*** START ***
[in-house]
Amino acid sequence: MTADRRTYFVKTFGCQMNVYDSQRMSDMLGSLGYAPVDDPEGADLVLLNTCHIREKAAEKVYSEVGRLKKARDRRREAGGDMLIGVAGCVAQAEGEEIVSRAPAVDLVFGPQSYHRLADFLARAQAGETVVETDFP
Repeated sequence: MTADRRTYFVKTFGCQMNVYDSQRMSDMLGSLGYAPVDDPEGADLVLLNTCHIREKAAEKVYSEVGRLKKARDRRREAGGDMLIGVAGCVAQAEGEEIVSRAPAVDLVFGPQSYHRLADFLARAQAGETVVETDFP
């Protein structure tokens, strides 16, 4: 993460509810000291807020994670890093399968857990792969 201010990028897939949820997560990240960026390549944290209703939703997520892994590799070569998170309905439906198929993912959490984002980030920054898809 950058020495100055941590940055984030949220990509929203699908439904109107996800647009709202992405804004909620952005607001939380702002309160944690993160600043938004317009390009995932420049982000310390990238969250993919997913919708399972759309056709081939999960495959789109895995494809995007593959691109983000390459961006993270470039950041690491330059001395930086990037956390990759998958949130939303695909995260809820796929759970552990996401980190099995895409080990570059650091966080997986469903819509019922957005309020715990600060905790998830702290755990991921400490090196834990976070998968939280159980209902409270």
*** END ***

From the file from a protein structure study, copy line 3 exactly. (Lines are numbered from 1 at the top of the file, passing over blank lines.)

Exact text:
Repeated sequence: MTADRRTYFVKTFGCQMNVYDSQRMSDMLGSLGYAPVDDPEGADLVLLNTCHIREKAAEKVYSEVGRLKKARDRRREAGGDMLIGVAGCVAQAEGEEIVSRAPAVDLVFGPQSYHRLADFLARAQAGETVVETDFP